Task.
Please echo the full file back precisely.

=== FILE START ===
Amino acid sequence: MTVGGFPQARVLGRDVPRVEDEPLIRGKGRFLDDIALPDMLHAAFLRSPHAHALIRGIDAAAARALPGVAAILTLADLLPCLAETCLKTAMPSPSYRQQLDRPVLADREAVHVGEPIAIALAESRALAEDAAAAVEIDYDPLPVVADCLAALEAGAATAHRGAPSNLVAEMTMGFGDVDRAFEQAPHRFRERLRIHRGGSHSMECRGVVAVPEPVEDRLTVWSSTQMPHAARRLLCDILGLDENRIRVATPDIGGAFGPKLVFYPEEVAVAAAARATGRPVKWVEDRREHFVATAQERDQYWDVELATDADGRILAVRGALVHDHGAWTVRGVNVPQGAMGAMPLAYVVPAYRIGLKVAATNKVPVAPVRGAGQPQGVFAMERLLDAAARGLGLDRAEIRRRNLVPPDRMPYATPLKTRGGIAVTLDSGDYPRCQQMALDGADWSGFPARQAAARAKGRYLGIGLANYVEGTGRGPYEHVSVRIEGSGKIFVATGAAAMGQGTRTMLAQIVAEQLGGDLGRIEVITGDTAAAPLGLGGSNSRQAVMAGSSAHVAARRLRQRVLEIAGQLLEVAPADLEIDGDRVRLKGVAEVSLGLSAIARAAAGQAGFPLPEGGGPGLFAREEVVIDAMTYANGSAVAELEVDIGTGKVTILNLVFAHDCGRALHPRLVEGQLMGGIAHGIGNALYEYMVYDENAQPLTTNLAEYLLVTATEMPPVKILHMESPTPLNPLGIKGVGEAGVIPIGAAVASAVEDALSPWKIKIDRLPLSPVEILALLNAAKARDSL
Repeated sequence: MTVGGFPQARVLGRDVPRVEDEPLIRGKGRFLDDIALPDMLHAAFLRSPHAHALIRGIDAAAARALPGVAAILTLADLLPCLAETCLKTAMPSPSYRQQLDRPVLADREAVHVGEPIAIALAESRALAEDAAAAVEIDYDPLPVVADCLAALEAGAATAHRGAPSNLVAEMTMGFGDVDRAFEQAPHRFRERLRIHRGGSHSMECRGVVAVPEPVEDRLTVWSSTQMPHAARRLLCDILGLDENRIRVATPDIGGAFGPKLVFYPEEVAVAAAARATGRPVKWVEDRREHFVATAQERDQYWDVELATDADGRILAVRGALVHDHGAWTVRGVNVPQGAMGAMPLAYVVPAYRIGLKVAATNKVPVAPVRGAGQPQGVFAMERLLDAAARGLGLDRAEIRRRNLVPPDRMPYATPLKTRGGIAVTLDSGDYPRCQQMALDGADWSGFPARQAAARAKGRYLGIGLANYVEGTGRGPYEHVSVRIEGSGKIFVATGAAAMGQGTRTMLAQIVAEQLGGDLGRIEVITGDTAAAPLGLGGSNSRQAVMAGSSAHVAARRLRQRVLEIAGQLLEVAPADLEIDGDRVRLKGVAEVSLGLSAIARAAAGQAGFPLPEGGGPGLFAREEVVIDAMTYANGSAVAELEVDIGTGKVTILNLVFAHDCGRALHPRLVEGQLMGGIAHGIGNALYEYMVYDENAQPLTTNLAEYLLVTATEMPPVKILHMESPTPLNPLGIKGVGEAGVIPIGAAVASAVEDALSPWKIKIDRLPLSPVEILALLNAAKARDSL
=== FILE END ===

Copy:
Amino acid sequence: MTVGGFPQARVLGRDVPRVEDEPLIRGKGRFLDDIALPDMLHAAFLRSPHAHALIRGIDAAAARALPGVAAILTLADLLPCLAETCLKTAMPSPSYRQQLDRPVLADREAVHVGEPIAIALAESRALAEDAAAAVEIDYDPLPVVADCLAALEAGAATAHRGAPSNLVAEMTMGFGDVDRAFEQAPHRFRERLRIHRGGSHSMECRGVVAVPEPVEDRLTVWSSTQMPHAARRLLCDILGLDENRIRVATPDIGGAFGPKLVFYPEEVAVAAAARATGRPVKWVEDRREHFVATAQERDQYWDVELATDADGRILAVRGALVHDHGAWTVRGVNVPQGAMGAMPLAYVVPAYRIGLKVAATNKVPVAPVRGAGQPQGVFAMERLLDAAARGLGLDRAEIRRRNLVPPDRMPYATPLKTRGGIAVTLDSGDYPRCQQMALDGADWSGFPARQAAARAKGRYLGIGLANYVEGTGRGPYEHVSVRIEGSGKIFVATGAAAMGQGTRTMLAQIVAEQLGGDLGRIEVITGDTAAAPLGLGGSNSRQAVMAGSSAHVAARRLRQRVLEIAGQLLEVAPADLEIDGDRVRLKGVAEVSLGLSAIARAAAGQAGFPLPEGGGPGLFAREEVVIDAMTYANGSAVAELEVDIGTGKVTILNLVFAHDCGRALHPRLVEGQLMGGIAHGIGNALYEYMVYDENAQPLTTNLAEYLLVTATEMPPVKILHMESPTPLNPLGIKGVGEAGVIPIGAAVASAVEDALSPWKIKIDRLPLSPVEILALLNAAKARDSL
Repeated sequence: MTVGGFPQARVLGRDVPRVEDEPLIRGKGRFLDDIALPDMLHAAFLRSPHAHALIRGIDAAAARALPGVAAILTLADLLPCLAETCLKTAMPSPSYRQQLDRPVLADREAVHVGEPIAIALAESRALAEDAAAAVEIDYDPLPVVADCLAALEAGAATAHRGAPSNLVAEMTMGFGDVDRAFEQAPHRFRERLRIHRGGSHSMECRGVVAVPEPVEDRLTVWSSTQMPHAARRLLCDILGLDENRIRVATPDIGGAFGPKLVFYPEEVAVAAAARATGRPVKWVEDRREHFVATAQERDQYWDVELATDADGRILAVRGALVHDHGAWTVRGVNVPQGAMGAMPLAYVVPAYRIGLKVAATNKVPVAPVRGAGQPQGVFAMERLLDAAARGLGLDRAEIRRRNLVPPDRMPYATPLKTRGGIAVTLDSGDYPRCQQMALDGADWSGFPARQAAARAKGRYLGIGLANYVEGTGRGPYEHVSVRIEGSGKIFVATGAAAMGQGTRTMLAQIVAEQLGGDLGRIEVITGDTAAAPLGLGGSNSRQAVMAGSSAHVAARRLRQRVLEIAGQLLEVAPADLEIDGDRVRLKGVAEVSLGLSAIARAAAGQAGFPLPEGGGPGLFAREEVVIDAMTYANGSAVAELEVDIGTGKVTILNLVFAHDCGRALHPRLVEGQLMGGIAHGIGNALYEYMVYDENAQPLTTNLAEYLLVTATEMPPVKILHMESPTPLNPLGIKGVGEAGVIPIGAAVASAVEDALSPWKIKIDRLPLSPVEILALLNAAKARDSL